• The features presented may have been updated
  • The organic traffic of some of the pages may have started to decline

Regarding this last reason, you should always go back to your best-performing content pages and optimize them.

We’ve noticed that in most cases, the traffic of content pages fades over time.

The following screenshot from Google Search Console shows how a best-performing piece of content started to lose some of its organic traffic over time and how this changed when that work was updated.

Google Search Console line graph

Revisiting such a content piece and updating it is therefore mandatory if you want to keep getting traffic from it.

This is why conducting regular content audits is critical for maintaining good results for your website.

In general, regardless of whether it’s for your content pages or commercial pages, you have to keep in mind that you always need to optimize your website copy based on the results and data you have.

In the next section, we’ll present four best practices when it comes to web copywriting.

4 Best Practices for Good Website Copy

When it comes to web copywriting, everyone has their own practices and methodologies.

In addition, any tactic can be effective if used properly.

This means that there aren’t silver bullets or golden rules here.

However, there are some principles that apply in most cases and are widely accepted by most copywriters and content writers.

Let’s take a look at four of these practices.

Best Practice #1:  Let your customers write the copy for you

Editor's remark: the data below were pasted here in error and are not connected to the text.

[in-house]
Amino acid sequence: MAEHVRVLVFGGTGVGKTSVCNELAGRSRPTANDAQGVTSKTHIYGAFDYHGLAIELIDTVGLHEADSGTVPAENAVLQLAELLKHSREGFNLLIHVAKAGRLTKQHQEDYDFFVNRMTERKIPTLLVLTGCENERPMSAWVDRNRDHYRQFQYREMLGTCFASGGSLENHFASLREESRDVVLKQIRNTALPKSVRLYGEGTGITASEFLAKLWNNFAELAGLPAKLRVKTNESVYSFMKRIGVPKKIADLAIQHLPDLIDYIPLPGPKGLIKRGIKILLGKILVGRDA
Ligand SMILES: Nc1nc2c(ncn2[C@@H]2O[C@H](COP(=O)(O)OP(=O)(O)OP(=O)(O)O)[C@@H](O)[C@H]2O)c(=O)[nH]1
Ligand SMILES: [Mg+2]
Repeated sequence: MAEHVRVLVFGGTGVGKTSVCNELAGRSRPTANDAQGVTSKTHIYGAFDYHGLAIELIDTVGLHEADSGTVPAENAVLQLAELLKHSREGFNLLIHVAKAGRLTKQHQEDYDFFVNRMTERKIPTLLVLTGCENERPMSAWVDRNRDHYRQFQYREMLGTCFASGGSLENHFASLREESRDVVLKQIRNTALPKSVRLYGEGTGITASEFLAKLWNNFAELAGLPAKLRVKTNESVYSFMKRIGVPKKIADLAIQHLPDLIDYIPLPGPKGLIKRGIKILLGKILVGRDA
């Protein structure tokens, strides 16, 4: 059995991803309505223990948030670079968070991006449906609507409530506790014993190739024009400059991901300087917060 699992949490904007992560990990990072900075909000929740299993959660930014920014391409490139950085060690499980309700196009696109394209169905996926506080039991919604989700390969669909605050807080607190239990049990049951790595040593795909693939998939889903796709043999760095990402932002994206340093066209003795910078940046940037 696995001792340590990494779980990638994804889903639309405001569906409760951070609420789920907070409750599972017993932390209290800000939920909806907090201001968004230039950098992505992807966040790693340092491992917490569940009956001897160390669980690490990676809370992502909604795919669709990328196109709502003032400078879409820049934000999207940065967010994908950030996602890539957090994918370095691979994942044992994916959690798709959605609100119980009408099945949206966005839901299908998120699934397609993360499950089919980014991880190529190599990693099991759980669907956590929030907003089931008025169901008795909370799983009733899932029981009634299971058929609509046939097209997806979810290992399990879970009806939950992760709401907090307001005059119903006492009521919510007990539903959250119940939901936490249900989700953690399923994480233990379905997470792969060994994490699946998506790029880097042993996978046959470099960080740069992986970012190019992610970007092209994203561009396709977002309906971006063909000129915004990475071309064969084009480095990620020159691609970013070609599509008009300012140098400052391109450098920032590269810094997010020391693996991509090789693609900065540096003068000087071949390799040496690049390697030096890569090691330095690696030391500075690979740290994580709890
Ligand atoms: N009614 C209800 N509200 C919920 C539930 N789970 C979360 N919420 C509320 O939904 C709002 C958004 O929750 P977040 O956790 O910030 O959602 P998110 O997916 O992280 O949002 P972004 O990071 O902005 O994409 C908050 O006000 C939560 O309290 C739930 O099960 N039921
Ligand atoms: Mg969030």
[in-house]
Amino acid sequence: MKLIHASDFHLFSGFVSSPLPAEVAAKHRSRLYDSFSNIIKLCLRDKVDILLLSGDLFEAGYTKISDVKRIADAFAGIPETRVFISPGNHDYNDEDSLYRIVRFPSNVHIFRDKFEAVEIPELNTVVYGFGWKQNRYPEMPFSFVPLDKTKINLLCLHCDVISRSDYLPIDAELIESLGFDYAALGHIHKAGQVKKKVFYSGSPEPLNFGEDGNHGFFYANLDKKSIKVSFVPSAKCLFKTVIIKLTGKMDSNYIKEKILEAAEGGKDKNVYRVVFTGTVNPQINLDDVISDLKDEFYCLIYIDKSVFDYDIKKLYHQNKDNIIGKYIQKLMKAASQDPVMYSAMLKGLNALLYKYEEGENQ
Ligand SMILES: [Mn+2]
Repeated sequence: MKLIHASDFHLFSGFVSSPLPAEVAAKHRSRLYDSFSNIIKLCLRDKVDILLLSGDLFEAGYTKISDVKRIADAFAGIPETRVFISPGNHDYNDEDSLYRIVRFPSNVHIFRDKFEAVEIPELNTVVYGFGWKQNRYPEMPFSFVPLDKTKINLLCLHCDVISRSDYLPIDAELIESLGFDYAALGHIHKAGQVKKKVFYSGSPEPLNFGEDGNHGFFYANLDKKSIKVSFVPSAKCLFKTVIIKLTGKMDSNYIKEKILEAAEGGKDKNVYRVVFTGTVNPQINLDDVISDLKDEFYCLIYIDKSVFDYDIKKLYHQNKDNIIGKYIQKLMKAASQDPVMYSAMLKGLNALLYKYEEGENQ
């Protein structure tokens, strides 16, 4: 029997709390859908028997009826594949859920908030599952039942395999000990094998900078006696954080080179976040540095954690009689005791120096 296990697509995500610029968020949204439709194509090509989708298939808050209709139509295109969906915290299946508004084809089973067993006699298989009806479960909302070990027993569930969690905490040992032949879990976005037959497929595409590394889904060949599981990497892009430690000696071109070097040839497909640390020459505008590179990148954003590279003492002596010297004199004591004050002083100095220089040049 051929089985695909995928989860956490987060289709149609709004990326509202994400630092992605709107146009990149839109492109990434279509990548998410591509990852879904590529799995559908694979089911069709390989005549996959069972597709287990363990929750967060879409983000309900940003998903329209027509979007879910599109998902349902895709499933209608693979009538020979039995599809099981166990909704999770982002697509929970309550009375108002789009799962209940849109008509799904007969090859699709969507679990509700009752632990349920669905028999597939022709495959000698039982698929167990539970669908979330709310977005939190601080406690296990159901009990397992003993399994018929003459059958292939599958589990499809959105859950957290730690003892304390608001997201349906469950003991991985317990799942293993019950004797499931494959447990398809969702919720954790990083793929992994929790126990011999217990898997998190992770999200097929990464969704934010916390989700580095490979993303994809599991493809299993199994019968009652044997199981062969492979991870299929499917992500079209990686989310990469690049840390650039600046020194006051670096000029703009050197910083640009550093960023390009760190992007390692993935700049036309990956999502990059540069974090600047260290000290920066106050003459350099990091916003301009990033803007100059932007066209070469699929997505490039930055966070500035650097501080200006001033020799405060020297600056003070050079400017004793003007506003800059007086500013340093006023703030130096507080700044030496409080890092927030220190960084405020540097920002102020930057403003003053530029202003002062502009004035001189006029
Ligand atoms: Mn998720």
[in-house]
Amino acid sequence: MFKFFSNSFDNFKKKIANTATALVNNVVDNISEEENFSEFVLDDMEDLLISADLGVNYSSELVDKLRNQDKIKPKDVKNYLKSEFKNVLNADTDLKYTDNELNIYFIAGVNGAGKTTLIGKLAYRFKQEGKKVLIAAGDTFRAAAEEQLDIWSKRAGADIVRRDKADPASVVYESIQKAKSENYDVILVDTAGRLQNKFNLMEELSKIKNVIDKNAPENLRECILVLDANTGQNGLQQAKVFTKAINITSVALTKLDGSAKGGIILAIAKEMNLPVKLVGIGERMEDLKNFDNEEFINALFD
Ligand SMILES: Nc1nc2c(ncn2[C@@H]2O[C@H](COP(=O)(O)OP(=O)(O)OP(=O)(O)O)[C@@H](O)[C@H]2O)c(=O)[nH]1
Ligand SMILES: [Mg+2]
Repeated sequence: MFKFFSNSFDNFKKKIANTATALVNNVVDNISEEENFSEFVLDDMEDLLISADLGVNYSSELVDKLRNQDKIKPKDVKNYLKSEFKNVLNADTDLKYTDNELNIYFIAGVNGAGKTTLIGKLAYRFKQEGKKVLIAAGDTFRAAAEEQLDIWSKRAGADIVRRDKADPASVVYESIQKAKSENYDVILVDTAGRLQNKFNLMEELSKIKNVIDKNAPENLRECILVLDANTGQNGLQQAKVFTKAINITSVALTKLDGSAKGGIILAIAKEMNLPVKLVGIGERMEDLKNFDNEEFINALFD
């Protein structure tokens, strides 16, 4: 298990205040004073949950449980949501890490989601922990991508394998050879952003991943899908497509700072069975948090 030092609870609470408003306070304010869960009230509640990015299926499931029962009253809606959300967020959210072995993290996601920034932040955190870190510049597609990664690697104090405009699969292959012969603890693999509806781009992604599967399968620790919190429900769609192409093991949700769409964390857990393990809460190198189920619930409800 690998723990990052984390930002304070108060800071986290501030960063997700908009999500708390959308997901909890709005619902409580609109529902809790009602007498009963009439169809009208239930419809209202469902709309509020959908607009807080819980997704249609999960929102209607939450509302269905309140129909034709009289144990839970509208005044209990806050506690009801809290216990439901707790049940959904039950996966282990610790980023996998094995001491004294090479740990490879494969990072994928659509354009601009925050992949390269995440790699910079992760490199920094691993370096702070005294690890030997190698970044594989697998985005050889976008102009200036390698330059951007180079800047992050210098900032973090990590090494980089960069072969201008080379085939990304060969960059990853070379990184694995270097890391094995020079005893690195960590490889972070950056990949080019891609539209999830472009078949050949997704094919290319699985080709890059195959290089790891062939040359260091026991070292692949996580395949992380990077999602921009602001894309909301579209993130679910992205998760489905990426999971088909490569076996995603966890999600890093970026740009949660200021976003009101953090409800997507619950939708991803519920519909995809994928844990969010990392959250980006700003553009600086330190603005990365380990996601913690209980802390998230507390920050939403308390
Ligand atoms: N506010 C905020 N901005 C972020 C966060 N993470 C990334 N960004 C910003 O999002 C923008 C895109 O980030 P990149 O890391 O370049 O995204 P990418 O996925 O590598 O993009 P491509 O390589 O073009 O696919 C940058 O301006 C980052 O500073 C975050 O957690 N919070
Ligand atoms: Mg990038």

Is there a better copywriter for your website copy than your own customers?

They are the ones who know your product better than anyone else.

They know your product’s strengths as well as its weaknesses.

This is why you should let your customers do the talking.

Let’s use a simple example.

Here’s a review for CoSchedule on software review site Capterra.

A review for CoSchedule on Capterra

Image Source: Capterra

This review is a great opportunity to learn things like:

  • What users like most about the product
  • What they don’t like or would like to see improved
  • What words they use to describe what the product does

This can be a great opportunity for us to extract useful pieces of text for the copy we’ll have on our website.

Of course, one review isn’t really enough—you need more than that to extract insights for your business.

The best part?

You can scale up that process using AI.

Let’s go back to our example and copy the actual review that this user left for CoSchedule.

Next, let’s copy/paste this piece of text into Google’s NLP API.

A piece of copied test into Google's NLP API

Once we click on “Analyze”, it’s only a matter of seconds until the API returns the Entities—the most prominent words and phrases identified by Google’s algorithm on our text.

Let’s see some of these words and phrases.

The results after clicking "analyze" on Google's NPL API

Of course, not all of these phrases should be used in our copy.

However, the following words and phrases can help us understand what users are saying to describe our product.

  • Blogger
  • Blog posts
  • Social media posts
  • Collaboration tool
  • Listing tasks

Now, imagine if you could analyze not one, but hundreds or even thousands of pieces of text from various sources (e.g. testimonials, online reviews, customer support emails).

That could be a great competitive advantage for your business and would allow you to take your website copy to the next level.